TOPICS: Rap reps Australia

VIDEO: 'Newcastle, this place is pretty good (the rap)' 

THE comedians who racked up thousands of views with a rap about Newcastle have delivered an ode to Australia Day that packs in everything from Harold Holt to Havaianas.

Rob Bukey and Bronte Donovan – whose clip Newcastle, This Place is Pretty Good has more than 140,000 YouTube hits – have modest hopes of repeating that success.

‘‘It doesn’t even really matter what I say, ’cause you’re not gonna listen to it anyway, ’cause the Hottest 100’s on Triple J,’’ raps Bukey, 25, from Lakelands.

The rap is to the music of Men at Work’s Down Under, and it’s jam-packed with Australiana that ranges from the cringeworthy to the affectionate.

There’s a bit of ribbing the Kiwis about their lack of vowels and the underarm ball, and the bang-on observation that most of us will crack open anything today but a Foster’s.

Our favourite lines are a cricket brag about having ‘‘dismissals that are better than John Kerr’’, and a claim that ‘‘even my kangaroo has a Southern Cross tattoo’’.

Donovan, 21, from Warners Bay, tells us she encouraged Bukey to get his ideas about Australia Day made into a video.

‘‘Rob wrote this a while ago, and I told him ‘You have to do something with this’,’’ Donovan said.

The duo were surprised by the response to their scathing but loving tribute to Newcastle, and are sometimes recognised on the street.

 High board reopens

 IT’S not every Australia Day you get to experience a rite of passage, unless you count being trapped in a long, heavy conversation with Uncle Col.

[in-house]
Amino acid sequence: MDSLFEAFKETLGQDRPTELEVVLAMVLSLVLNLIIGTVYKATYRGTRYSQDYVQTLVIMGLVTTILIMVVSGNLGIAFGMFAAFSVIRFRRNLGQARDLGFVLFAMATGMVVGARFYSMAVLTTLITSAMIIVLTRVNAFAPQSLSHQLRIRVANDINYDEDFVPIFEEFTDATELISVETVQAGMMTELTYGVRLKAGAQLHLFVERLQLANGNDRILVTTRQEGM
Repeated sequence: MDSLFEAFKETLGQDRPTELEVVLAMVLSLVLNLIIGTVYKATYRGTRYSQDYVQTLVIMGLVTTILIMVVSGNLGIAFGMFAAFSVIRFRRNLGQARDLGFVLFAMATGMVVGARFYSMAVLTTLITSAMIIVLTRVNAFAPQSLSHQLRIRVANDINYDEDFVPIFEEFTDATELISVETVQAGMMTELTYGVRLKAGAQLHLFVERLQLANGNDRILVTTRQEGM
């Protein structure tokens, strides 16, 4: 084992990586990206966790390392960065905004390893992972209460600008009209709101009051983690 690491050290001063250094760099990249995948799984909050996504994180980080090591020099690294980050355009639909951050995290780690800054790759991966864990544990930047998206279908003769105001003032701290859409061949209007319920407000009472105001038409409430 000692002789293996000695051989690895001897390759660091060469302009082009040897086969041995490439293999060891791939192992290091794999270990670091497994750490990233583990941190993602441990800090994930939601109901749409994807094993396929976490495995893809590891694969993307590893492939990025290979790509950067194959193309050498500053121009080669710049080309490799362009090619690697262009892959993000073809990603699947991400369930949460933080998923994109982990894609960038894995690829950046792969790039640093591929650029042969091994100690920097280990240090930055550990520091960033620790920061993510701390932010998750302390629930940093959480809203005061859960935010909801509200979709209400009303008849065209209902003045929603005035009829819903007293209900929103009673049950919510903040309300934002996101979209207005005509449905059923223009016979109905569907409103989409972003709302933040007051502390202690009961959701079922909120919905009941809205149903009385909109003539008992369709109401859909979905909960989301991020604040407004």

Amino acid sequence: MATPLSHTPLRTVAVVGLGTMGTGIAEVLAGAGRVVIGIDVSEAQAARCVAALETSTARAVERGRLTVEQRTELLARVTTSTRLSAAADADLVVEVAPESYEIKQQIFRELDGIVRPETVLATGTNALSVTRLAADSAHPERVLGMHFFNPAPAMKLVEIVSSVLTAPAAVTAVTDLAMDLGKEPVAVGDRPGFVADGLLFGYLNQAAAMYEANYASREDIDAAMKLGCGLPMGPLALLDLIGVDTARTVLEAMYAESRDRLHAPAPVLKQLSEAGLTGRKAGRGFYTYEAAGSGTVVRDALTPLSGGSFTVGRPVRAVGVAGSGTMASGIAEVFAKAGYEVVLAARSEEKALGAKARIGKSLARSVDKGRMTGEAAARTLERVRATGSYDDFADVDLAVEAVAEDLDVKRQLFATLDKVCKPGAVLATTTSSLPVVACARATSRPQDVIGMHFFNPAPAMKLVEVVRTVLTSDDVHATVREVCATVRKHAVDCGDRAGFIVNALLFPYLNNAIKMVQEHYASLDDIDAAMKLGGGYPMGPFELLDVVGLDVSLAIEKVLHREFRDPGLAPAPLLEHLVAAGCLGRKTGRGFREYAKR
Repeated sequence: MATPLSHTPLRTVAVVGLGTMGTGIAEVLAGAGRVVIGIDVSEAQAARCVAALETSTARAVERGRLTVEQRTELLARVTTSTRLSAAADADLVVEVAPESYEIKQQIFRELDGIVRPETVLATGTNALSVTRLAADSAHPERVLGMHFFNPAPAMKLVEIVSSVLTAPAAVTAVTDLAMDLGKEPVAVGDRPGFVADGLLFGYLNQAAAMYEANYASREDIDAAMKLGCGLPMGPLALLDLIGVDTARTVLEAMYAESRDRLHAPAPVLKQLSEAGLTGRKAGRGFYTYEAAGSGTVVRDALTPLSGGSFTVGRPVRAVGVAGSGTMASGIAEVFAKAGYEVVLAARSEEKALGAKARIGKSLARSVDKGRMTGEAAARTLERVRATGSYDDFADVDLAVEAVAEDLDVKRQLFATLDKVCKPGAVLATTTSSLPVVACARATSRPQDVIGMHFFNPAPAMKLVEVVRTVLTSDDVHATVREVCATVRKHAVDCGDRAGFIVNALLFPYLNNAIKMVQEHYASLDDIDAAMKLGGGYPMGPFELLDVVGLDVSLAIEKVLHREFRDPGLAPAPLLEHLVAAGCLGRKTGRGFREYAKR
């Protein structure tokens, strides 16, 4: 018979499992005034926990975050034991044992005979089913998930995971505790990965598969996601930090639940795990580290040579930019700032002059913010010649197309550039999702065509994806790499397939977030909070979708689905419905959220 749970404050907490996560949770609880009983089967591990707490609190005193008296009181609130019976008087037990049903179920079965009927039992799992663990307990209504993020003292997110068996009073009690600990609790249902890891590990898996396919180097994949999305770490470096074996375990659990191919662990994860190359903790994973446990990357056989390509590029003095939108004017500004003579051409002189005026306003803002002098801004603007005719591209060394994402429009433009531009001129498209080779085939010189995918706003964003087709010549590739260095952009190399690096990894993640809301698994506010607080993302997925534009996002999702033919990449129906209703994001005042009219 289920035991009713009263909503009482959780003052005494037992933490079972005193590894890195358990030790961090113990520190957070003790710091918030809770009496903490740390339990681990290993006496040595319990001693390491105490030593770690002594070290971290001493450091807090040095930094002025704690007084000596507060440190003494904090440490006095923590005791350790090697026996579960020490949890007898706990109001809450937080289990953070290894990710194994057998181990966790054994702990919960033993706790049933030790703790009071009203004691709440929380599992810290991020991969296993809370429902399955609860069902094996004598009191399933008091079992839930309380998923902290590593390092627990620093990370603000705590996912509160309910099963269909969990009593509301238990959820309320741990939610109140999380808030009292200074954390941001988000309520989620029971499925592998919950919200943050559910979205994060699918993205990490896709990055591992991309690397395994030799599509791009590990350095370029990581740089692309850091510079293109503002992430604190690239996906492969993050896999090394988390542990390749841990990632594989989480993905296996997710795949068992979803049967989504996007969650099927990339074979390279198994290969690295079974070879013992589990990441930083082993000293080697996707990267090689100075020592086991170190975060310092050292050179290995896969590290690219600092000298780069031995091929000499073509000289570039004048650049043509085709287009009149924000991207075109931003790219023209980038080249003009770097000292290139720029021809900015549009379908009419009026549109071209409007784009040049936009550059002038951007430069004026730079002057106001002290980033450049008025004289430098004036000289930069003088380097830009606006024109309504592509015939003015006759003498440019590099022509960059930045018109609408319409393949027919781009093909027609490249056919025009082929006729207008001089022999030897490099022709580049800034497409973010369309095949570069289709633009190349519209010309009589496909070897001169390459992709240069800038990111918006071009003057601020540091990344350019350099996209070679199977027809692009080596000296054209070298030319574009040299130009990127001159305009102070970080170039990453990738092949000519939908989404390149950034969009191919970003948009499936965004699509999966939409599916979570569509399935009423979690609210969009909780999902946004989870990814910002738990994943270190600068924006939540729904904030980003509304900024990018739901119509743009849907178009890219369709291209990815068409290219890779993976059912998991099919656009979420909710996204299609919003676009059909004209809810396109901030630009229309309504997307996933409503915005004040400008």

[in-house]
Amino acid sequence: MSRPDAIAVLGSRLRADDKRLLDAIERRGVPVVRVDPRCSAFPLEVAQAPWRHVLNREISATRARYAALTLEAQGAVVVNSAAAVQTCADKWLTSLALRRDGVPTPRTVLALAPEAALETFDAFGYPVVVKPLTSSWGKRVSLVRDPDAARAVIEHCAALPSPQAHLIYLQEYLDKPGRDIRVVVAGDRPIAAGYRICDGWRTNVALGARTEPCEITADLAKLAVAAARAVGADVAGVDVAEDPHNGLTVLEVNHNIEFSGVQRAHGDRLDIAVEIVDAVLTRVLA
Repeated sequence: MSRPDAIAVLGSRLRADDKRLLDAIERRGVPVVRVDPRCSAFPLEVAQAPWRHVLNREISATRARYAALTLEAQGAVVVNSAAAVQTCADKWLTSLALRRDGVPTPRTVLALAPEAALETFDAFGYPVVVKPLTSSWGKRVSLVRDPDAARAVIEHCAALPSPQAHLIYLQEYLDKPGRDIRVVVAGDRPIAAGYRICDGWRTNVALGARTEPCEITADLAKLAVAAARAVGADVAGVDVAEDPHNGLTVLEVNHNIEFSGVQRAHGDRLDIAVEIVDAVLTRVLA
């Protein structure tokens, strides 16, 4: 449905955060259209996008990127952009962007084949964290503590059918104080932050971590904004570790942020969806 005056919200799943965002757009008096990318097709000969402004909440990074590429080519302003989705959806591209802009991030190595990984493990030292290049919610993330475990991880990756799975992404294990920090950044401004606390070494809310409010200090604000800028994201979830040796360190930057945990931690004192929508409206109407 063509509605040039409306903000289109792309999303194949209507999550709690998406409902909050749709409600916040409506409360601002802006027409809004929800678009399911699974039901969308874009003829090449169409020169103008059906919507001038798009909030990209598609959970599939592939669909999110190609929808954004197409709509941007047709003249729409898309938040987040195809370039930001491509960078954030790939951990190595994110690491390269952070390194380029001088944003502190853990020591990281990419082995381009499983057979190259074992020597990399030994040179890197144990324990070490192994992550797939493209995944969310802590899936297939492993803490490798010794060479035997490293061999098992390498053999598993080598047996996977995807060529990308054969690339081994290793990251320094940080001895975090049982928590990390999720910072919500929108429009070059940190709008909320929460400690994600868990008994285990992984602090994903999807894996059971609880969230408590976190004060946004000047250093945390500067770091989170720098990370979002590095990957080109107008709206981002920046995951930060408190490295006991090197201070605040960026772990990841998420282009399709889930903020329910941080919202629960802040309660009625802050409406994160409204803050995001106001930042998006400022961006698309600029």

And we don’t, Col. So let’s keep it lively this year.

Today is Lambton Pool’s 50th birthday. There’s free entry to the water slide, and punters have a rare chance to jump from the top platform.

Plummeting those 10metres used to be part of growing up in the Hunter, but the high board has been cordoned off to the public for the past decade.

Today is an exception. Hunter United Diving Academy coaches will supervise the boards, including the high one, between noon and 2pm. They’re keen to find the next Mathew ‘‘The Adamstown Atomic Bomb’’ Helm, who won silver at Athens in 2004.

Happy landings, and don’t break  your back.

 Sprinkling for gold

 DO you find Australia Day a bit lacking? 

Then dear reader, let us present a January26 tradition of seven years’ standing. It’s from Wallsend.

The Golden Sprinkler is simple, says founding father Ian Kentish. 

You get a score out of 25 for your lawn. 

Judging criteria include vibrancy of colour, grass species consistency (diversity isn’t celebrated here) and lushness.

Officials are susceptible to corruption, as contestants can boost their scores by providing beverages.

These are some hard-and-fast rules: 

1. There will be seven contestants (no guest appearances allowed).

They are: Ian Kentish, Ben Davis, Ryan Campbell, Nick Cook, Richard Dunnicliff, Brendan Trummel and Matt Neat.

2. As in an Olympic diving contest, the highest and lowest judges’ scores don’t count.

3. A contestant cannot judge his own lawn.

4. Lawn sabotage is frowned upon.

The winner is awarded the perpetual Golden Sprinkler trophy and beer cooler.

Matt Neat is the Novak Djokovic of this competition, having won the past two.

May the best man win, gentlemen.

Do you have an Australia Day tradition? Share it with us.

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